SiteGround is a hosting provider that is fully geared towards business. They offer a combination of outstanding support, reliable performance and cutting-edge features in their higher plans.
One nice thing about SiteGround is that they have a range of plans that can grow with your project:
All these plans include the domain name and email accounts, so they have everything you need to start your WordPress site. Be aware that they offer big discounts during the first year.
Support: SiteGround’s support is top class. They offer 24 hours responsive support by phone, live chat and email.
Hosting location: They have servers in the US, Asia and Europe.
Speed & uptime: With their combination of solid hardware (e.g. SSD disks) and advanced software solutions (e.g. caching plugin) your site will be really fast. Additionally, they offer outstanding levels of uptime (close to 100%).
Staging area & Git: Advanced developers that need slick features such as a staging area or a git repository, can go with the GoGeek plan.
Visits & bandwidth limit: unlike many similar providers they don’t have a visit or bandwidth limit.
Security: They monitor WordPress-related security threads on a daily basis. WordPress and plugins can be updated automatically and they make daily backups for your protection.
If you want to have all the features you’ll need to get the GoGeek plan – this can be a bit expensive.
One of WordPress’s greatest advantages are easily the many templates you can acquire at low prices. We would advise against using one of the many free templates out there – sometimes, the designers will include SEO links to untrustworthy websites.
Premium templates will not cost you much, and can be purchased on websites such as Themeforest or Elegant Themes. Our experiences have been limited to Themeforest so far. Prices start at single payments between $30 and $60.
Some things you should pay attention to:
The installation is pretty simply. Upload the template file and then select it from the menu – it’s just a few clicks:
After activating the template, it might look broken. This is normal – you need to add content now. Check the template documentation for any changes you might have to make. And please be aware of the difference between a page and a post. Pages are usually static, such as the “About Us” page on a website. Posts are news items of some sort, usually with a date and time attached.
There are some basic ground rules you need to follow for your WordPress installation to be safe.
If you want to be found in a web search, we recommend Yoast SEO. This free plugin allows you to customize the page title and description. You can also see right away how Google would show your website in the search results list. To top things off, there are plenty of very useful settings for advanced users that can be managed via the Yoast plugin.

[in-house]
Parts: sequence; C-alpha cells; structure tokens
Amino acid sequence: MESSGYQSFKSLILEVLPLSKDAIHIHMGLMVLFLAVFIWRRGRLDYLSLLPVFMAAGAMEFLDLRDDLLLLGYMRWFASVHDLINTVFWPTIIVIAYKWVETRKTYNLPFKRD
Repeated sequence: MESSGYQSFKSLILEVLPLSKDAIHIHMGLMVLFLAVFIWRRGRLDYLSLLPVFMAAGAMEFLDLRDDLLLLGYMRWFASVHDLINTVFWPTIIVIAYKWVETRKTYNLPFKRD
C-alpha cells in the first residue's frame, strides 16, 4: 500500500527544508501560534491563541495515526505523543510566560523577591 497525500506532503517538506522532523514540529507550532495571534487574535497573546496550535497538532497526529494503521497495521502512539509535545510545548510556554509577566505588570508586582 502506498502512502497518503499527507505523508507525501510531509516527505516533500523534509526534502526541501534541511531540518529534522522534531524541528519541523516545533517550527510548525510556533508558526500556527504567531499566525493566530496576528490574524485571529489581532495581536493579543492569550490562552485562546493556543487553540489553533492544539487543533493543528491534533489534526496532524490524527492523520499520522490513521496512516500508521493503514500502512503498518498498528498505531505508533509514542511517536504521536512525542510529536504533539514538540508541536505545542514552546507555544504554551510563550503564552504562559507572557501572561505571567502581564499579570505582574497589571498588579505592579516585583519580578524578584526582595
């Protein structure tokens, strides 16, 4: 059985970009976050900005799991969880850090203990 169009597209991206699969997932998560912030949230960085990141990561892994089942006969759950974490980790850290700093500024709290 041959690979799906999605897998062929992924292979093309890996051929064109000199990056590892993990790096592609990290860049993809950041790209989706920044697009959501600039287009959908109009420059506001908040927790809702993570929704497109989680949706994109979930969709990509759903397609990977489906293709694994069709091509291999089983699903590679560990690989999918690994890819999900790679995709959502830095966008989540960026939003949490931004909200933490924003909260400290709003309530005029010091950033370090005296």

TinyPNG is a very useful plugin and free (up to 500 pictures per month) as well. It shrinks image files (jpg and png) with no loss of quality to increase loading speeds – loading speeds have become an important ranking criterion for Google.
Akismet is also a must-have plugin – it helps you in your fight against comment and trackback spam. Alternatively, you can also use Disqus to manage comments on your site. This will prevent spam comments too.
WPML for multilingual websites
A very frequent question is how to make a website multilingual. At WebsiteToolTester, we use WPML.org, which is pretty much the standard plugin for that case. It starts at $29 per year, and adds language variety pages to your complete WordPress installation (backend and frontend).
Ecommerce plugins for WordPress
One of the most popular eCommerce plugins for WordPress is WooCommerce. The basic version is free and enriches your WordPress website with a powerful online store. If you want to know more about this plugin, head over to our WooCommcerce review.
Websites with member areas and subscription service
There are great plugins to make premium content available for customers via login. MemberPress and WP Wishlist are often used to distribute text, video, or audio course materials in a protected member area.
You can set individual levels of access and set up payment for membership through the plugin (e.g. via PayPal, Stripe), either as a single payment or as a regular plan. These plugins will cost you ~$99 / year (including one year of support and updates).
Personal Support for WordPress Websites
If you want personal support for your website administration, you can try out WPCurve.com. For $69 per month, you get unlimited “small jobs”, meaning tasks that can be carried out in 30 minutes or less. They can adapt your stylesheet, update your WordPress installation, or implement changes to your template.
If you are looking for more of a one-off relationship, you can also search Odesk for WP developers that you pay on an hourly basis. The advantage to WPCurve is that you don’t need to pay your developer unless there is actually any work to be done. Also, when working with the same person on a regular basis, he or she will be much more familiar with the ins and outs of your particular installation.
WordPress is just the right choice for some projects. When compared to Weebly or Jimdo, you will, of course, need more time in the beginning to get the hang of things, and even if WordPress is free in and of itself, hosting, templates, and programming costs will most likely run you a higher bill than just going with a website builder.
But if you already know that your project will likely go beyond the scope of what a website builder can handle, we recommend investing the money and saving yourself the hassle of a move later on. WordPress is future-proof, and the possibilities that come with it are practically infinite.